I am sharing the insights of Jim Glennon's book each Sunday morning. This serves as a written summary of chapters 2&3 with my own comments interspersed.
Chapter 2 "The Prayer of Faith"
[For me this has been a huge conversion in my mind and thoughts. I always said that it is unfair to blame people for a lack of faith when prayers aren't answered. I still think that is true. However, the reality is that faith is the key component and sometimes it is my or your lacking in faith which keeps the blessings from manifesting. Think of it as physical strength. I can't dead lift 400 pounds. If someone says it is because "you aren't strong enough" I agree with them. Physical strength is just that way. So is spiritual strength, faith strength, belief strength. I don't need to be ashamed that I can't pick up 400 pounds, but I don't need someone to tell me that my weakness is not the primary cause for that.... Fortunately, we can exercise and work on it and get stronger. I have hope!]
James 1:6 "Let him ask in faith without doubting..."
Glennon begins by quoting a man who said "Without God man cannot, without man God will not." This, this is how the world God created works. Humans have a part to play in it; that is the law/principle at work in the world. The bottom line for Glennon is that you have got to believe when you pray that God answered the prayer. This faith is manifest in prayers of thanksgiving, immediately. It means that one does not pray and then wait to see if God wants to answer. Such an approach begins in doubt and fear and usually ends in disappointment. Why? Because it is faithless--and the Scriptures say over and over that such an attitude with God is unfruitful.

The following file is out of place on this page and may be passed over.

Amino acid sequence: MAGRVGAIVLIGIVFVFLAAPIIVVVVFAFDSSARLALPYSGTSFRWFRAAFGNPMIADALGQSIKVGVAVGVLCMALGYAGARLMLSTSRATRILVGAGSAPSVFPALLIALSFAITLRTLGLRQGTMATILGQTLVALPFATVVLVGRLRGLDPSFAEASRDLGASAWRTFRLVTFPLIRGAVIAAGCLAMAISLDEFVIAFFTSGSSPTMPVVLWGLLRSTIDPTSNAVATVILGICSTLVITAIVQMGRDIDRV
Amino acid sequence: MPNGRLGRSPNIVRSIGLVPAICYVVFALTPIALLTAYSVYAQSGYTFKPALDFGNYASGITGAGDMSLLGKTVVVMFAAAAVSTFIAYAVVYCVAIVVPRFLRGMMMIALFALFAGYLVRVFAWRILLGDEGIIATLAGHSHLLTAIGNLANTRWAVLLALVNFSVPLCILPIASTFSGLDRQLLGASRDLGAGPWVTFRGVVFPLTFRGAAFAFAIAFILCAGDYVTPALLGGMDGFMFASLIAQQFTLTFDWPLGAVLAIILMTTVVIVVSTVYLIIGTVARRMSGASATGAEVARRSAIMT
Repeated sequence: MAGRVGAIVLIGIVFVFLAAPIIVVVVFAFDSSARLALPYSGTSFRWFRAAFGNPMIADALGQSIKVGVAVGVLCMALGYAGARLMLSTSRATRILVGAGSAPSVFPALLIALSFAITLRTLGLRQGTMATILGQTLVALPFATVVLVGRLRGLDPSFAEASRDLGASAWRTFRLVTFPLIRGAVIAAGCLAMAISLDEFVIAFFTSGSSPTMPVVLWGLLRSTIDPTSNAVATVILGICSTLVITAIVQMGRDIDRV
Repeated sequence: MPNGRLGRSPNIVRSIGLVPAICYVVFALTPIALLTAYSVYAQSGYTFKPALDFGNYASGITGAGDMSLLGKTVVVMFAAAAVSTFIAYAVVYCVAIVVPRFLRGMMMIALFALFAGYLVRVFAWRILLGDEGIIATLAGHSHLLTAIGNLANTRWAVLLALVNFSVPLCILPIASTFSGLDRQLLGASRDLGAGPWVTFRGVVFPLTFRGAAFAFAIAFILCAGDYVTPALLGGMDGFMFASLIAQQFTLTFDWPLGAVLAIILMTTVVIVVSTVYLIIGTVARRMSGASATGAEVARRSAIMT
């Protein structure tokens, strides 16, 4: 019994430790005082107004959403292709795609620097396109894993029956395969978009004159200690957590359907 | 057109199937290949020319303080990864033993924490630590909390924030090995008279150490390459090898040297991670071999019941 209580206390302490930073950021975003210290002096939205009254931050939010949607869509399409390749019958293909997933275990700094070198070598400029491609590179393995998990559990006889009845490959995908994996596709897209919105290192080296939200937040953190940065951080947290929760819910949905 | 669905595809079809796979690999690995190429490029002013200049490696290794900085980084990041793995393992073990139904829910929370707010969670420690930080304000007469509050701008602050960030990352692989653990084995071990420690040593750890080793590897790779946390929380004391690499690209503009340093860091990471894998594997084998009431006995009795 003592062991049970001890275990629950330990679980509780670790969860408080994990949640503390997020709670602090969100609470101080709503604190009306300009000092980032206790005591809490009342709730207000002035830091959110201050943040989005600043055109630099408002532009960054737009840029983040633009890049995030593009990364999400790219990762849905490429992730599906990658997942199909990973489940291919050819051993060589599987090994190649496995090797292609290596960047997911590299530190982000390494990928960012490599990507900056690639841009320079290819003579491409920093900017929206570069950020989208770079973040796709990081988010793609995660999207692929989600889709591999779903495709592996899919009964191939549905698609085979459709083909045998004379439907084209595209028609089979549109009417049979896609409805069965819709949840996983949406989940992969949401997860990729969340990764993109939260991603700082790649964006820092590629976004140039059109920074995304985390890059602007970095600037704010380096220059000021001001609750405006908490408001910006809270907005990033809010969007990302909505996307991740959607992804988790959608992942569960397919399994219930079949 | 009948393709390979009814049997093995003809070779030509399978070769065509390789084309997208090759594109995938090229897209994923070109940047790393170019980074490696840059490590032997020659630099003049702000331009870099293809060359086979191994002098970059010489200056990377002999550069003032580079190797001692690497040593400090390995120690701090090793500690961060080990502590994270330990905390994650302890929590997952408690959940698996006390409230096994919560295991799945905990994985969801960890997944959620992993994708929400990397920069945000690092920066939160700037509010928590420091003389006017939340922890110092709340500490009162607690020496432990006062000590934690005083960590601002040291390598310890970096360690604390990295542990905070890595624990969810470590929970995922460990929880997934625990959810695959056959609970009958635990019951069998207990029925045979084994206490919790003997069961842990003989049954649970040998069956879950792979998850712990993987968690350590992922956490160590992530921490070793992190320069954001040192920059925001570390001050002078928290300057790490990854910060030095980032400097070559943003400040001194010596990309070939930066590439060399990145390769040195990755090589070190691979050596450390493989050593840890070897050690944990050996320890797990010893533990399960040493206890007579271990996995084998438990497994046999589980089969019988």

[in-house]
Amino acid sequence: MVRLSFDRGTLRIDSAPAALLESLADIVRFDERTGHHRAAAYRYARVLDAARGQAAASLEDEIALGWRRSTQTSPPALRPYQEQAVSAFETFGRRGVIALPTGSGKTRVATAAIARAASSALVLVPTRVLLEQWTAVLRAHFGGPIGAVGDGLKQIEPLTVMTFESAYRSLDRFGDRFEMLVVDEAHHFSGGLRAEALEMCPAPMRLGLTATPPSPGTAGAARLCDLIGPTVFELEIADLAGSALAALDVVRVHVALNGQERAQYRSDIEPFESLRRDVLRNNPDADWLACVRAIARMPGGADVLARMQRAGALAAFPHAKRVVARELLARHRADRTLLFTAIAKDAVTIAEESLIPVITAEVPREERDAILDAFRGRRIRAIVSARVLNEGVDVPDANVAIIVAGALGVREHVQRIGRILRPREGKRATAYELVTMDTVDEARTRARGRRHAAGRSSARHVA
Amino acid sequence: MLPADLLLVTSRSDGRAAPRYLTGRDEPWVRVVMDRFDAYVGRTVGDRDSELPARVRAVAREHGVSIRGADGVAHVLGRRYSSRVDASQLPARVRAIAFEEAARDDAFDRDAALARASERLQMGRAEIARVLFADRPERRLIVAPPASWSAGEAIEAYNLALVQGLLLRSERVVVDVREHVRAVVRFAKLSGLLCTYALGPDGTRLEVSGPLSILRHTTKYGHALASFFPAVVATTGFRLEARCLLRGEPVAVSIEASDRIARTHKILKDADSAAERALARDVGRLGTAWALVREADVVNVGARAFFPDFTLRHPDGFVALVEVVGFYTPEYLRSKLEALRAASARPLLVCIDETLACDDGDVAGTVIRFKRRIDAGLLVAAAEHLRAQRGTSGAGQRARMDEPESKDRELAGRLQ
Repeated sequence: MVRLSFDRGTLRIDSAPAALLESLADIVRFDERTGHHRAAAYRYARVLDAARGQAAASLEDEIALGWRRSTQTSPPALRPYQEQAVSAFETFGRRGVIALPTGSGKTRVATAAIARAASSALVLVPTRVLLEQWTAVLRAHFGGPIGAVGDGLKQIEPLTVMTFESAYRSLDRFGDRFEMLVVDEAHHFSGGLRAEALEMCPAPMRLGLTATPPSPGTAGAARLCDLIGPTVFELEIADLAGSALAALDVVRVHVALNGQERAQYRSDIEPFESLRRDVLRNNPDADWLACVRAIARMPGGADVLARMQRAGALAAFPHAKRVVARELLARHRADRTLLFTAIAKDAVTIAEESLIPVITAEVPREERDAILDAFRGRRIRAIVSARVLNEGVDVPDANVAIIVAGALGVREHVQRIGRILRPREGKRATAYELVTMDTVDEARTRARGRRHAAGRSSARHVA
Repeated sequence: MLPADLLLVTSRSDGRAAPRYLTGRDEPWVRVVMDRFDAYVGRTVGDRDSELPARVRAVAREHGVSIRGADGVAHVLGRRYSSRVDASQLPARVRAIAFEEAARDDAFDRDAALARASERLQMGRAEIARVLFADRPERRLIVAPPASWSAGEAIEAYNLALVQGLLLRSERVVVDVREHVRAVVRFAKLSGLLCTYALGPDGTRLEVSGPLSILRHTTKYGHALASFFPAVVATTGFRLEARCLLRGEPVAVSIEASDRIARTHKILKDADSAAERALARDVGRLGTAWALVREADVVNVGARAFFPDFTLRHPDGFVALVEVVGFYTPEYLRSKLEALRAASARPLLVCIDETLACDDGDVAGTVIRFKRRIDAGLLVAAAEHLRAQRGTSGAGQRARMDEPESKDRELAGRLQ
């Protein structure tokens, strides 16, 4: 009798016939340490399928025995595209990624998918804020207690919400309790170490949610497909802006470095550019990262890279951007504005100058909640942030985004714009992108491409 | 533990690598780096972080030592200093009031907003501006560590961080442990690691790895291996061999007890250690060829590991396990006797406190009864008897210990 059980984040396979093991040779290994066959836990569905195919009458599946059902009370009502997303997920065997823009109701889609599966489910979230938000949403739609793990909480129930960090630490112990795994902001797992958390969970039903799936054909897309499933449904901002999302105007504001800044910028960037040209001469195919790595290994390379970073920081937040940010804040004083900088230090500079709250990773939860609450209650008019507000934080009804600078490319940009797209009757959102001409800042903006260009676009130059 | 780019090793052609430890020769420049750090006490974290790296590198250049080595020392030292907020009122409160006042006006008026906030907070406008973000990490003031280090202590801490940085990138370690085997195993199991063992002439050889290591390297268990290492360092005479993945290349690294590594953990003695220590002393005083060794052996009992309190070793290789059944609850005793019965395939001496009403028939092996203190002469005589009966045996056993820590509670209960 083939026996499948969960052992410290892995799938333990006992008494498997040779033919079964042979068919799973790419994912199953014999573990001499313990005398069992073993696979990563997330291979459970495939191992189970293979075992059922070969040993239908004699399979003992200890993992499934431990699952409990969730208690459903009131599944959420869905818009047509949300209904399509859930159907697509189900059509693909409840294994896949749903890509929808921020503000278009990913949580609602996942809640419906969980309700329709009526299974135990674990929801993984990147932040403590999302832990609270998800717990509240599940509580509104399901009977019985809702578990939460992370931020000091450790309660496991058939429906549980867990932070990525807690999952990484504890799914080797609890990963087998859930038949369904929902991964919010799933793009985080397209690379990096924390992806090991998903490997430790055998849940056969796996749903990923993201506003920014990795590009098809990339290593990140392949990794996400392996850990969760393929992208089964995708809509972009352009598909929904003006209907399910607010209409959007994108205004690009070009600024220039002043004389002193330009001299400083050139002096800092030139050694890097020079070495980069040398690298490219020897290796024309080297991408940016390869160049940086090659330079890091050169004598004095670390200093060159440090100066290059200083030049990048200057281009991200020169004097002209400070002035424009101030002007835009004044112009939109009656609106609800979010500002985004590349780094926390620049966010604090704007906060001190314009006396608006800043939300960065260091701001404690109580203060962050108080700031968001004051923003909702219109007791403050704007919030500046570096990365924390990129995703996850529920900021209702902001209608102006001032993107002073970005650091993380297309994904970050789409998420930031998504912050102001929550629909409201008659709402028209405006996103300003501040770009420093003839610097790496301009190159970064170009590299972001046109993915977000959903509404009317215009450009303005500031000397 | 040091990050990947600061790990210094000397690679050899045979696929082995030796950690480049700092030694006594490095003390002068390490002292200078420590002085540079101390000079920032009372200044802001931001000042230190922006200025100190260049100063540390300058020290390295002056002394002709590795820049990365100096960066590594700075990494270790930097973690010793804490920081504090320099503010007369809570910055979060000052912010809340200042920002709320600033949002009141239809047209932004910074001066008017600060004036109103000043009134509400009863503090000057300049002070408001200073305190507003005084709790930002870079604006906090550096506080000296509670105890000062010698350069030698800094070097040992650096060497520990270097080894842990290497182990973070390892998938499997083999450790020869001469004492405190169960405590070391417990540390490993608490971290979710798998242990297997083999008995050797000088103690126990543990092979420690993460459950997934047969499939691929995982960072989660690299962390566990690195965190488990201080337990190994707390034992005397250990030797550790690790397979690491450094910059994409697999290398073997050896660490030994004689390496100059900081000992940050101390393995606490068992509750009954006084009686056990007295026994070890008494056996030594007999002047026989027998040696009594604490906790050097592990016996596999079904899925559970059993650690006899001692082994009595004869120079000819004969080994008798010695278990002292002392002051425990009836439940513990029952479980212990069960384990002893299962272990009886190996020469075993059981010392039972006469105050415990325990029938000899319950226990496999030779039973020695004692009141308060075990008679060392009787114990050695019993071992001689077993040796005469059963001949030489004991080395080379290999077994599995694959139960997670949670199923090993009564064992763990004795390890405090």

[this does make more and more sense to me. When I ask my friend Rick to drive me to the airport and he says 'yes' I thank him. I express appreciation before he does a thing. Now sometimes he can't because of a conflict, but if he says so I still thank him. Why? I thank him for the desire to help me, the willingness to help me, and the disappointment he expresses that he cannot help me. Is Rick more concerned for me and my needs than our Father in Heaven??? Yesterday our Gospel at eucharist was: Jesus said, "Ask and you shall receive, seek and you shall find, knock and it will be opened to you"... Jesus then said that the way the world works is 'seekers' find, 'askers' receive, 'knockers' get in... That is a rule of life, it is what we must do if we want these things to happen. Then He asks, "if you who are evil know how to give your children good things, how much more will your Father in Heaven give you good things?" That is the heart core center of the salvation/healing ministry! God is the God of salvation: He wants to save, heal, restore, rescue, transform, renew, bless, prosper and complete us!]
Glennon does provide a broader context for understanding the necessity of faith.
1. The minister must pray in faith.
2. The person being prayed for must open in faith to receive.